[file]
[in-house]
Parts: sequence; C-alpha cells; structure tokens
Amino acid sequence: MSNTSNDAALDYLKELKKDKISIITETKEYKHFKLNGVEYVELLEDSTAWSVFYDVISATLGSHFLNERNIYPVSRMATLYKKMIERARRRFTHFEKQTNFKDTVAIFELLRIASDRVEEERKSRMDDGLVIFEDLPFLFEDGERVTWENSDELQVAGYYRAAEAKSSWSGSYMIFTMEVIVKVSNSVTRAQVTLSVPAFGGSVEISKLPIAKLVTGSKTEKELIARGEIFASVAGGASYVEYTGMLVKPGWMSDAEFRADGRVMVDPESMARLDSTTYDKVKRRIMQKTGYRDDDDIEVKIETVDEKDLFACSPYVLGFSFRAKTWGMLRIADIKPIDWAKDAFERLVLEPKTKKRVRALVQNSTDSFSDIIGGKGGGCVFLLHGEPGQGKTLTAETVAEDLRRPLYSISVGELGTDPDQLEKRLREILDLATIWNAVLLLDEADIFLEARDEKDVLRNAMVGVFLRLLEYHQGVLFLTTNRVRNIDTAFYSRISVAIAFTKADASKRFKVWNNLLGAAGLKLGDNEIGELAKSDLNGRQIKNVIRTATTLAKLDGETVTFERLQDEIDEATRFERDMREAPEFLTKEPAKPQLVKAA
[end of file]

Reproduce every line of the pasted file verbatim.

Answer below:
[in-house]
Parts: sequence; C-alpha cells; structure tokens
Amino acid sequence: MSNTSNDAALDYLKELKKDKISIITETKEYKHFKLNGVEYVELLEDSTAWSVFYDVISATLGSHFLNERNIYPVSRMATLYKKMIERARRRFTHFEKQTNFKDTVAIFELLRIASDRVEEERKSRMDDGLVIFEDLPFLFEDGERVTWENSDELQVAGYYRAAEAKSSWSGSYMIFTMEVIVKVSNSVTRAQVTLSVPAFGGSVEISKLPIAKLVTGSKTEKELIARGEIFASVAGGASYVEYTGMLVKPGWMSDAEFRADGRVMVDPESMARLDSTTYDKVKRRIMQKTGYRDDDDIEVKIETVDEKDLFACSPYVLGFSFRAKTWGMLRIADIKPIDWAKDAFERLVLEPKTKKRVRALVQNSTDSFSDIIGGKGGGCVFLLHGEPGQGKTLTAETVAEDLRRPLYSISVGELGTDPDQLEKRLREILDLATIWNAVLLLDEADIFLEARDEKDVLRNAMVGVFLRLLEYHQGVLFLTTNRVRNIDTAFYSRISVAIAFTKADASKRFKVWNNLLGAAGLKLGDNEIGELAKSDLNGRQIKNVIRTATTLAKLDGETVTFERLQDEIDEATRFERDMREAPEFLTKEPAKPQLVKAA